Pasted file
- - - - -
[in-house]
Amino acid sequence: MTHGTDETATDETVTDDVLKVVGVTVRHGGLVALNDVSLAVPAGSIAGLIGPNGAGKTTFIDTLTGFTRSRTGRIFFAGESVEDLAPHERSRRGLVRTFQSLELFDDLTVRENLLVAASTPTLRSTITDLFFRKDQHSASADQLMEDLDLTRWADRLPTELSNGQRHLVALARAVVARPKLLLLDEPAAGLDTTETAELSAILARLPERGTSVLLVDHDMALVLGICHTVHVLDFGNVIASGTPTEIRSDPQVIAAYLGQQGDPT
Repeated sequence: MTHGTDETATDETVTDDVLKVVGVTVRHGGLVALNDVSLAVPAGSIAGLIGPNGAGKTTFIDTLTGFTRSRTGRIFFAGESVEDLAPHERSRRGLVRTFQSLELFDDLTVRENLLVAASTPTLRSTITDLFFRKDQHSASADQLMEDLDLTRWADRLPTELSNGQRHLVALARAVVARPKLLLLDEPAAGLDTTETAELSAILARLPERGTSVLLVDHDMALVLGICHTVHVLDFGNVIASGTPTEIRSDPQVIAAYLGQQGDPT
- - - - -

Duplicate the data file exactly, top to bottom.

[in-house]
Amino acid sequence: MTHGTDETATDETVTDDVLKVVGVTVRHGGLVALNDVSLAVPAGSIAGLIGPNGAGKTTFIDTLTGFTRSRTGRIFFAGESVEDLAPHERSRRGLVRTFQSLELFDDLTVRENLLVAASTPTLRSTITDLFFRKDQHSASADQLMEDLDLTRWADRLPTELSNGQRHLVALARAVVARPKLLLLDEPAAGLDTTETAELSAILARLPERGTSVLLVDHDMALVLGICHTVHVLDFGNVIASGTPTEIRSDPQVIAAYLGQQGDPT
Repeated sequence: MTHGTDETATDETVTDDVLKVVGVTVRHGGLVALNDVSLAVPAGSIAGLIGPNGAGKTTFIDTLTGFTRSRTGRIFFAGESVEDLAPHERSRRGLVRTFQSLELFDDLTVRENLLVAASTPTLRSTITDLFFRKDQHSASADQLMEDLDLTRWADRLPTELSNGQRHLVALARAVVARPKLLLLDEPAAGLDTTETAELSAILARLPERGTSVLLVDHDMALVLGICHTVHVLDFGNVIASGTPTEIRSDPQVIAAYLGQQGDPT